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Unread January 30th, 2005, 04:16 PM
William Reid William Reid is offline
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Join Date: Jul 2004
Location: Texas
Posts: 105
Default Re: dual relationships

Complicated situation, and a good reminder about important employment boundaries. Note that although most patient/client employment in mental health practices should be avoided (especially considering confidentiality issues), not all patient/client employment is "forbidden." Many public mental health agencies hire some of their own patients for various jobs, or allow them to work as volunteers (but almost never in jobs that offer records access or patient contact, so far as I know). Sometimes the worker is a representative of a patient-based advocacy group. I agree with some of the things that are done (often in the name of diversity, political correctness, advocacy group pressure, equal opportunity, or just opportunity) and disagree with others.

Of course, virtually all our patients have jobs somewhere, many in positions that allow them access to private records of some kind. Our patients work for someone else, and it may well be that some of our staff members are patients of someone else (I rarely ask). When I have a patient who turns out to be a receptionist's neighbor or cousin, I don't worry much about it. The patient may need to discuss it, and I need to be sure my receptionist isn't snooping or revealing confidences, but that's just life.

In the private sector, I am aware of a few situations in which a patient or patient's family member is employed -- sometimes to help pay off a bill -- by the clinician. Once again, issues of privacy, confidentiality, exploitation, and interference with care must be adequately dealt with, and the practice should not be entered into lightly, but I am not willing to say it should never be done. Of course, psychotherapy patient situations should be considered differently from those that involve, say, a chronically schizophrenic patient who sees the doctor for periodic follow-up.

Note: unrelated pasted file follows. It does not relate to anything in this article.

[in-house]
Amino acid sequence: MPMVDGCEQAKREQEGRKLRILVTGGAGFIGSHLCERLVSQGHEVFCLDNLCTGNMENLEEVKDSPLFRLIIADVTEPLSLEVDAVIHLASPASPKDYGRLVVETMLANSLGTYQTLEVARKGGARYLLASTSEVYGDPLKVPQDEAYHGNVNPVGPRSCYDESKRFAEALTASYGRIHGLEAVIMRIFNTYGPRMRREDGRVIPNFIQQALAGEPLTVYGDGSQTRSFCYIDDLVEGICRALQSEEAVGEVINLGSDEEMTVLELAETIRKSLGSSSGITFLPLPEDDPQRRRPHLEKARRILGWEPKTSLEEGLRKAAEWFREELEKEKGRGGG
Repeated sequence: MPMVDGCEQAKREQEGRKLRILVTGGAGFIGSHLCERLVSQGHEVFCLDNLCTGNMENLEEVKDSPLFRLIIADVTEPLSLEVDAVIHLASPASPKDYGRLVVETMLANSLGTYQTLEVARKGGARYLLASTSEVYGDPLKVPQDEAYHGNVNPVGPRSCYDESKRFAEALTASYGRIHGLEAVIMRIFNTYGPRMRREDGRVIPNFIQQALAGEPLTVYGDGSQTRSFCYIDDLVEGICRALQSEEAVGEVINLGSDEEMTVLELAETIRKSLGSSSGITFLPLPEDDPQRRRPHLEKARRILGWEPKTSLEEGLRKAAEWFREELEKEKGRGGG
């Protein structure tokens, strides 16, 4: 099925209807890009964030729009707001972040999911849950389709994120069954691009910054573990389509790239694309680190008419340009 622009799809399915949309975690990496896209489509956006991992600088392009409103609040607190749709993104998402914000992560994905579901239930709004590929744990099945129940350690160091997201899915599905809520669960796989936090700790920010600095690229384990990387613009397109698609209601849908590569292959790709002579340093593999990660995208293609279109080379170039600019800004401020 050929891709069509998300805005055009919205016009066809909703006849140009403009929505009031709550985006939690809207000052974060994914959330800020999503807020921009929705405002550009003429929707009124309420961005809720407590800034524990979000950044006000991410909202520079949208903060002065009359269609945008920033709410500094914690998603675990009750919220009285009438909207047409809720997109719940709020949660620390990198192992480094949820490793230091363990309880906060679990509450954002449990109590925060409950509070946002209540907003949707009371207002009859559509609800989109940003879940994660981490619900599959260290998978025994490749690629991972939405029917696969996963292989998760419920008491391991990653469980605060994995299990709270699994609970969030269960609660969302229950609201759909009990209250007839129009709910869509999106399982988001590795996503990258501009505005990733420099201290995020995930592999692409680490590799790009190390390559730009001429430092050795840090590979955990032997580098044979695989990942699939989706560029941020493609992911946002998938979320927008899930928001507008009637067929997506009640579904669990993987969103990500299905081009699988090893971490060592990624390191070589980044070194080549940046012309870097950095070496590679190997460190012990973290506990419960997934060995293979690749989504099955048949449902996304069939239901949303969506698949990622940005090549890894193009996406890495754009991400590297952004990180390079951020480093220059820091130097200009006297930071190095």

Years ago, of course, mental patients' working in hospital jobs or being employed by doctors was quite common, and probably led to few problems and considerable benefit for patients. As I was growing up, my father (a community psychiatrist) helped many patients and their families in that way, and there was frequently a dysfunctional adult or juvenile living in a basement apartment in our home for a few months to experience a sort of live-in model of normal family life. Those people did well, as I recall, and a few are still in touch with my stepmother some 40 years later. Early in my own career, I provided medication coverage for a rather prominent Jungian lay psychoanalyst whose patients would sometimes travel from Europe to live in her U.S. compound during their analyses. They would sometimes participate in the household activities, including working around the compound in one way or another.

All of this is not intended to encourage such things for inexperienced or unsupervised therapists, but rather to avoid a knee-jerk "never do this" view of all clinical boundaries in every single clinical situation, to the exclusion of common sense and patient benefit. I'm not sure what is going on (or has gone on) in the case you describe, but it sounds as if you could use a couple of things:

(1) If there is a licensure or professional ethics complaint (or even if there's not), contact the appropriate agency or organization yourself and ask them for guidance. They are likely to appreciate your forthrightness, whether or not they believe you have done anything wrong, and you can stop that part of your worrying.

(2) Consult with a senior peer supervisor in your area and profession. That person can hear the whole story, give you some objective comments, help with future actions and, again, remove some of your confusion (which sounds a little obsessive in your post).

The convoluted relationships you described among the client, family, employee, and "sister of the girlfriend of the half brother of her significant other" sound a bit obtuse. Let's not get too crazy about this. Use common sense; talk to some local people you respect; deal appropriately with whatever complaint issues may come up (or may not: anyone can send a nasty email); try to do good work; and get on with your life.
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